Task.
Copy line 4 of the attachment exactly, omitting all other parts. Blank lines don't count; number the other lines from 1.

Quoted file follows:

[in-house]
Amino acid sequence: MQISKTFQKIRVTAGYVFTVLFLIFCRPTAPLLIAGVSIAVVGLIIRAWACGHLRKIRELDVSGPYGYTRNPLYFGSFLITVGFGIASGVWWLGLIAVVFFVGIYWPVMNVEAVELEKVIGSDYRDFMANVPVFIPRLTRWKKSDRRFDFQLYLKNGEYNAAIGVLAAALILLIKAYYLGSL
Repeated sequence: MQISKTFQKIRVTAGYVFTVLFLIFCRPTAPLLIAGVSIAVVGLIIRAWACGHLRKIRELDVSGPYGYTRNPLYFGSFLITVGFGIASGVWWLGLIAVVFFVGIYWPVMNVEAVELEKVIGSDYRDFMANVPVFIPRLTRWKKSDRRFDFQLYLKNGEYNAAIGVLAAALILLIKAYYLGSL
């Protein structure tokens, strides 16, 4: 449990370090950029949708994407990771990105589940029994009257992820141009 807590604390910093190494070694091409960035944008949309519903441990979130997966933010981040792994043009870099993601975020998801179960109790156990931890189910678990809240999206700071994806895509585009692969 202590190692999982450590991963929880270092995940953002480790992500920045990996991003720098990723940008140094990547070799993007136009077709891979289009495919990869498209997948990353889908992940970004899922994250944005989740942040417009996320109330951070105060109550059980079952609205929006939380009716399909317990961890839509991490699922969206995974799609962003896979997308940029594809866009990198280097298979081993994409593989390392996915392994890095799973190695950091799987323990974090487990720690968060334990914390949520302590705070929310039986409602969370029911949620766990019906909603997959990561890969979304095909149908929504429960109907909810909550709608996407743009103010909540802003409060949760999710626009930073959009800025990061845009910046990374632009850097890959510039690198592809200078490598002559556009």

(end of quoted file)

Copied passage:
């Protein structure tokens, strides 16, 4: 449990370090950029949708994407990771990105589940029994009257992820141009 807590604390910093190494070694091409960035944008949309519903441990979130997966933010981040792994043009870099993601975020998801179960109790156990931890189910678990809240999206700071994806895509585009692969 202590190692999982450590991963929880270092995940953002480790992500920045990996991003720098990723940008140094990547070799993007136009077709891979289009495919990869498209997948990353889908992940970004899922994250944005989740942040417009996320109330951070105060109550059980079952609205929006939380009716399909317990961890839509991490699922969206995974799609962003896979997308940029594809866009990198280097298979081993994409593989390392996915392994890095799973190695950091799987323990974090487990720690968060334990914390949520302590705070929310039986409602969370029911949620766990019906909603997959990561890969979304095909149908929504429960109907909810909550709608996407743009103010909540802003409060949760999710626009930073959009800025990061845009910046990374632009850097890959510039690198592809200078490598002559556009």